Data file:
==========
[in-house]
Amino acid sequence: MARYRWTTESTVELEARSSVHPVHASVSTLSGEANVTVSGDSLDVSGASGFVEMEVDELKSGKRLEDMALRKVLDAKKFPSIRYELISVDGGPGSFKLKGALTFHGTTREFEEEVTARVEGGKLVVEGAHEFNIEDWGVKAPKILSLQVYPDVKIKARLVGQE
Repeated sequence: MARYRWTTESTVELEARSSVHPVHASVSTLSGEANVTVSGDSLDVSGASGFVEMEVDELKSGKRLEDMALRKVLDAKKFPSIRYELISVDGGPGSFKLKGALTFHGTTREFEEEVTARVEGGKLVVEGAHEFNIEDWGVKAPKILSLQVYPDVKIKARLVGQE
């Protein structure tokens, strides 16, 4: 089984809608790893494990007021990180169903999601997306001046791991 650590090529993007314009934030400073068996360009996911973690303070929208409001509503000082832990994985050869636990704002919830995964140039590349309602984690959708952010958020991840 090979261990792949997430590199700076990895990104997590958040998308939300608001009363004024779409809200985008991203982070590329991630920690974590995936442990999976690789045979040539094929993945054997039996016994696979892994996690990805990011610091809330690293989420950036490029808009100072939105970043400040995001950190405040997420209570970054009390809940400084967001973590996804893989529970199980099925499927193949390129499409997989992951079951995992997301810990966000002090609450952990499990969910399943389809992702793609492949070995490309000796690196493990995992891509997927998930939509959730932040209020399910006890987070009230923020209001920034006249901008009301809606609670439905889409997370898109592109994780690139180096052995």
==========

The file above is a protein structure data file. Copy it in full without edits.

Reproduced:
[in-house]
Amino acid sequence: MARYRWTTESTVELEARSSVHPVHASVSTLSGEANVTVSGDSLDVSGASGFVEMEVDELKSGKRLEDMALRKVLDAKKFPSIRYELISVDGGPGSFKLKGALTFHGTTREFEEEVTARVEGGKLVVEGAHEFNIEDWGVKAPKILSLQVYPDVKIKARLVGQE
Repeated sequence: MARYRWTTESTVELEARSSVHPVHASVSTLSGEANVTVSGDSLDVSGASGFVEMEVDELKSGKRLEDMALRKVLDAKKFPSIRYELISVDGGPGSFKLKGALTFHGTTREFEEEVTARVEGGKLVVEGAHEFNIEDWGVKAPKILSLQVYPDVKIKARLVGQE
């Protein structure tokens, strides 16, 4: 089984809608790893494990007021990180169903999601997306001046791991 650590090529993007314009934030400073068996360009996911973690303070929208409001509503000082832990994985050869636990704002919830995964140039590349309602984690959708952010958020991840 090979261990792949997430590199700076990895990104997590958040998308939300608001009363004024779409809200985008991203982070590329991630920690974590995936442990999976690789045979040539094929993945054997039996016994696979892994996690990805990011610091809330690293989420950036490029808009100072939105970043400040995001950190405040997420209570970054009390809940400084967001973590996804893989529970199980099925499927193949390129499409997989992951079951995992997301810990966000002090609450952990499990969910399943389809992702793609492949070995490309000796690196493990995992891509997927998930939509959730932040209020399910006890987070009230923020209001920034006249901008009301809606609670439905889409997370898109592109994780690139180096052995």